The next scene opens with a press conference in which Runihara is being questioned about why the Rwandan president, Bibi Mundazi, is keeping mum about Nyamoya’s extradition when there are far more worse criminals than him at large and also due to the fact that she has been so critical of the ICC in the past? Runihara’s answers boils it down to that fact that there is pressure from the US and also Rwanda’s intention of wanting to open itself up to overseas investment such as banking & tourism. See how the pressures from the former colonial powers can still impact the development of former colonies??? I mean this TV series is seriously giving me life with its shade and undertones in the script-writing.

 

With Nyamoya now in the custody of the Hague, the ICC are holding out who should be their chief prosecutor, the woman who is in charge of a so-called list in the ICC reminds me of Edna Mode from the Incredibles, complete with the eye rolls and heavy sighs ha! Anyway with a bit of strong-arming from the head of the US Bureau of African Affairs, Eunice Clayton, (who is on some insane diet that has her always hungry) Eve Ashby is pushed to the top of the list and appointed as the chief prosecutor. There seems to be some sort of hidden agenda to why she’s taking on the case even though it is very personal, her daughter Kate however is so against her prosecuting a Tutsi, and makes the comparison to, as if they were Jewish and the second world war is over but we have decided to prosecute Eisenhower. Kate sees it as her mothers attempt to try and drive a wedge between them and almost force her to become independent. Eve leaves for the Hague the next morning without speaking to Kate however Kate manages to leave a voicemail saying she was sorry for what she had said the night before. It’s quite a heavy and very emotional farewell almost.

 

Michael Ennis’ character seems like one we will learn more about over the remaining season… I hope. He’s an international lawyer who has clearly seen more than his fair share of atrocities and seems to carry the weight of the world on his shoulders. There’s a scene where he visits his daughter who is in a coma in the hospital and does a changeover of shift with his ex-wife’s new partner. I don’t know why they’re in the show or why theyre being introduced into the show but it must be linked to the entirety of the story. I’m probably reaching but it just seemed random to have them there. Anyway moving on…

 

 

Back in the DRC, in North Kivu where the UN are stationed, a blue-bereted major from Quebec is having a mole inspected at a hospital by a local doctor. The doctor offers to remove it for him and says it would take a few minutes at best, but the major declines and says he will get it looked at home by his own doctors as if to imply that the doctor was not qualified or skilled to perform such a task. It carries that unspoken message that yes the black qualified African doctor is only good enough to diagnose but anything beyond that is overreaching his capabilities. Fuck ya coloniser! So they then go to reception so that the major could pay for his medical visit and this is when he catches sight of one Patrice Ganimana, a known war criminal. The major badgers the doctor asking if he knew who that was but the doctor tries to insist he is mistaken. “The fuck I am,” insists the major. He storms out the hospital almost forgetting to pay his medical fees, but the doctor yells at him to pay… Pay your dues coloniser!!! Well something along those lines. Later he tries, without success, to interest his younger, French superior to go after Ganimana. One young corporal, however, does appear to be interested, staring at a wanted photo of the war criminal and this where things go horribly wrong…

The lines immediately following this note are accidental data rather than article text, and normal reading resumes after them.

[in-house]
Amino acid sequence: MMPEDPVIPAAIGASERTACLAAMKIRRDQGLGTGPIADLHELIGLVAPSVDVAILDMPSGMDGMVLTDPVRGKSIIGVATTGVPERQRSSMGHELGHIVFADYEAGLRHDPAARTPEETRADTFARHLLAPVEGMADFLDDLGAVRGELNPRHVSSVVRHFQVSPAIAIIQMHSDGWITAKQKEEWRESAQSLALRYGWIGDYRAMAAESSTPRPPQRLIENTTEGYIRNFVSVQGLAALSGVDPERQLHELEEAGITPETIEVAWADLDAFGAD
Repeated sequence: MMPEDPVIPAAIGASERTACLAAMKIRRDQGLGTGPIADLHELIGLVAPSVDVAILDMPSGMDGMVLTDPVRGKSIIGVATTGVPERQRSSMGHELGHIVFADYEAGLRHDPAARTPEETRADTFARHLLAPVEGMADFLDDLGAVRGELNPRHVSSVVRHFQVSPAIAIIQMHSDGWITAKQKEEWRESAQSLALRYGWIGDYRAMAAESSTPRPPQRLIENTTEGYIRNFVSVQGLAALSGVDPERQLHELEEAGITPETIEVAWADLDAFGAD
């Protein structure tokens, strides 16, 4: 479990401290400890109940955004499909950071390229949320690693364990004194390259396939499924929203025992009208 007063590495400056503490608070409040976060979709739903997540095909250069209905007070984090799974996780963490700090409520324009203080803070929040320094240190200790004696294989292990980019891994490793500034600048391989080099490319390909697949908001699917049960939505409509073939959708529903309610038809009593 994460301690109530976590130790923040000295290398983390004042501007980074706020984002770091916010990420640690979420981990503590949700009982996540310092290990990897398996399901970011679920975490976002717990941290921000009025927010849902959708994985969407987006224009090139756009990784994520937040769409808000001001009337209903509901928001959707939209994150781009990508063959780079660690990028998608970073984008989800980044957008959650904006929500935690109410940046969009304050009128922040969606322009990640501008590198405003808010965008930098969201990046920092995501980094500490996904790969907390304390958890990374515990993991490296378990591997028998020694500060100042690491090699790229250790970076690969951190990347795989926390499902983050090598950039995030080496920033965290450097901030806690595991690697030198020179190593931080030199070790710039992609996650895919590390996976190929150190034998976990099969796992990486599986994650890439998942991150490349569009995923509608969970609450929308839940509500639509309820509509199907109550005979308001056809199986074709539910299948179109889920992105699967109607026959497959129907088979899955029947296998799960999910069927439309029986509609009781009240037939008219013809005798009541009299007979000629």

The major takes matters into his own hands and organises a raid on Ganimana, only to find his way barred by his French superior, who pulls a gun on him, you kind of wonder why the hell is this French officer so hellbent on protecting this war criminal??!! It brings to surface discussion points on how the French played a role in supporting the Hutu majority government that escalated the genocide, I'm going off tangent from the TV show by the way so I might be inviting a lot of animosity towards my going beyond a simple recap. Anyway, during that altercation, two shots ring out on the property from the tennis court. They run towards it to find that the corporal has cuffed one of the players but he lies dying from gunshot wounds which have been inflicted by the player on the opposite side of the court after the corporal fired at him. To add to the tragedy, the man the corporal has tried to apprehend is not Ganimana, big mistake that white people seem to make… thinking that all black people look the same (insert a barrage of eye roll emoji immediately!)

 

The last scene to end the episode features a shot of a black masked mannequin clad in white sat at a table being riddled with bullets as if the people firing are preparing for some sort of assassination. Begs the question, who is to die, why are they being killed off so early in the season, I mean guys, it's only the first episode and I need to find out so many things!!

 

You’ve probably guessed by reading all the way to end that I have become invested in this show and I am probably going to binge watch the next three episodes because it’s already on episode 4 now! Black Earth Rising looks set to be a grimly worthwhile, multifaceted and nuanced drama in which long-held secrets are uncovered as bloody violence continues to be executed by those who wish for the past to remain in the past.

 

Stay tuned to read my recap for episode 2, probably in the next day or so because... hello again my old friend unemployment!

 

Bella x